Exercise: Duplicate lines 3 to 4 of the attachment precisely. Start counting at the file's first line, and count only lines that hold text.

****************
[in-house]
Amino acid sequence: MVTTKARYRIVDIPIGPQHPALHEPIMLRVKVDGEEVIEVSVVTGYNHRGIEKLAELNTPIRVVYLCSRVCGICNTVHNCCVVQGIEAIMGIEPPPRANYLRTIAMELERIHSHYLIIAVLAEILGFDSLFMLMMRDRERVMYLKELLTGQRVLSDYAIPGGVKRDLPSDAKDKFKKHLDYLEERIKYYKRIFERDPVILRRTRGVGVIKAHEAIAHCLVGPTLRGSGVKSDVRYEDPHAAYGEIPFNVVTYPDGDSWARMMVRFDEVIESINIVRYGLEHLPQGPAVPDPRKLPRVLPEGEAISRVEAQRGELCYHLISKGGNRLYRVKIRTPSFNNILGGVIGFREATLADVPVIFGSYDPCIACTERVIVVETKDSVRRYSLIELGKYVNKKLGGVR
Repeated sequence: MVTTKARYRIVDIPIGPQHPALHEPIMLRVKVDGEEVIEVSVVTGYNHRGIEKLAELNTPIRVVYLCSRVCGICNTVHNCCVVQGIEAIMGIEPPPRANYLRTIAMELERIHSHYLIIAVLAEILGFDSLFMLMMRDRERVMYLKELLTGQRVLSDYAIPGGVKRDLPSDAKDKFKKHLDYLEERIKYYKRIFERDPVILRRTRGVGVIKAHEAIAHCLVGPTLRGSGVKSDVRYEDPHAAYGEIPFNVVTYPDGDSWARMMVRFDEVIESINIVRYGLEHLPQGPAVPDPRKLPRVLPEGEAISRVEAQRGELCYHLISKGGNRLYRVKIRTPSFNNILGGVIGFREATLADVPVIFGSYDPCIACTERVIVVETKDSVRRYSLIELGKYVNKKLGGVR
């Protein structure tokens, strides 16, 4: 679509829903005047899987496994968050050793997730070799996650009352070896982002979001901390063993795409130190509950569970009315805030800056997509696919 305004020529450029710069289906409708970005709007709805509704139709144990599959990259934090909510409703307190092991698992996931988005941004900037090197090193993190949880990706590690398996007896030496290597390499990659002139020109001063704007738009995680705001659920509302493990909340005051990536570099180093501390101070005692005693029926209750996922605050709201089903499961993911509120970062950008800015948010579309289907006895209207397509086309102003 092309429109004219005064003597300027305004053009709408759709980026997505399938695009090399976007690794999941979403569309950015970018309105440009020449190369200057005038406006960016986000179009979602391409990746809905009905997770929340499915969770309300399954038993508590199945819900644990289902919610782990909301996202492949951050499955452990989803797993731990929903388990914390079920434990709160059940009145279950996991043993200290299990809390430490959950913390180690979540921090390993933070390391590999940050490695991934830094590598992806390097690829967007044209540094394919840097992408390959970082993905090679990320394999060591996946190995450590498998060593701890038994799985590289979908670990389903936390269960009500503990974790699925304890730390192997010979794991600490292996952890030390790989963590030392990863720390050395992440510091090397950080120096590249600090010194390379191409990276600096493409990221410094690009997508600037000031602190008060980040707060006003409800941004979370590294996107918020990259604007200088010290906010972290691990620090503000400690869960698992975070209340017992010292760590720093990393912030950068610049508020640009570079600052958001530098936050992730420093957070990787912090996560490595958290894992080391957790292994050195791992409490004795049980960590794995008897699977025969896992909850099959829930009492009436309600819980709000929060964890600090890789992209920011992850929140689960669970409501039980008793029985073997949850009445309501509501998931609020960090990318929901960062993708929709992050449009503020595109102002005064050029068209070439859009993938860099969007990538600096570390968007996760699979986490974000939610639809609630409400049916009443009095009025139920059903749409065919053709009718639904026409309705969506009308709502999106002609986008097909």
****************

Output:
Repeated sequence: MVTTKARYRIVDIPIGPQHPALHEPIMLRVKVDGEEVIEVSVVTGYNHRGIEKLAELNTPIRVVYLCSRVCGICNTVHNCCVVQGIEAIMGIEPPPRANYLRTIAMELERIHSHYLIIAVLAEILGFDSLFMLMMRDRERVMYLKELLTGQRVLSDYAIPGGVKRDLPSDAKDKFKKHLDYLEERIKYYKRIFERDPVILRRTRGVGVIKAHEAIAHCLVGPTLRGSGVKSDVRYEDPHAAYGEIPFNVVTYPDGDSWARMMVRFDEVIESINIVRYGLEHLPQGPAVPDPRKLPRVLPEGEAISRVEAQRGELCYHLISKGGNRLYRVKIRTPSFNNILGGVIGFREATLADVPVIFGSYDPCIACTERVIVVETKDSVRRYSLIELGKYVNKKLGGVR
């Protein structure tokens, strides 16, 4: 679509829903005047899987496994968050050793997730070799996650009352070896982002979001901390063993795409130190509950569970009315805030800056997509696919 305004020529450029710069289906409708970005709007709805509704139709144990599959990259934090909510409703307190092991698992996931988005941004900037090197090193993190949880990706590690398996007896030496290597390499990659002139020109001063704007738009995680705001659920509302493990909340005051990536570099180093501390101070005692005693029926209750996922605050709201089903499961993911509120970062950008800015948010579309289907006895209207397509086309102003 092309429109004219005064003597300027305004053009709408759709980026997505399938695009090399976007690794999941979403569309950015970018309105440009020449190369200057005038406006960016986000179009979602391409990746809905009905997770929340499915969770309300399954038993508590199945819900644990289902919610782990909301996202492949951050499955452990989803797993731990929903388990914390079920434990709160059940009145279950996991043993200290299990809390430490959950913390180690979540921090390993933070390391590999940050490695991934830094590598992806390097690829967007044209540094394919840097992408390959970082993905090679990320394999060591996946190995450590498998060593701890038994799985590289979908670990389903936390269960009500503990974790699925304890730390192997010979794991600490292996952890030390790989963590030392990863720390050395992440510091090397950080120096590249600090010194390379191409990276600096493409990221410094690009997508600037000031602190008060980040707060006003409800941004979370590294996107918020990259604007200088010290906010972290691990620090503000400690869960698992975070209340017992010292760590720093990393912030950068610049508020640009570079600052958001530098936050992730420093957070990787912090996560490595958290894992080391957790292994050195791992409490004795049980960590794995008897699977025969896992909850099959829930009492009436309600819980709000929060964890600090890789992209920011992850929140689960669970409501039980008793029985073997949850009445309501509501998931609020960090990318929901960062993708929709992050449009503020595109102002005064050029068209070439859009993938860099969007990538600096570390968007996760699979986490974000939610639809609630409400049916009443009095009025139920059903749409065919053709009718639904026409309705969506009308709502999106002609986008097909």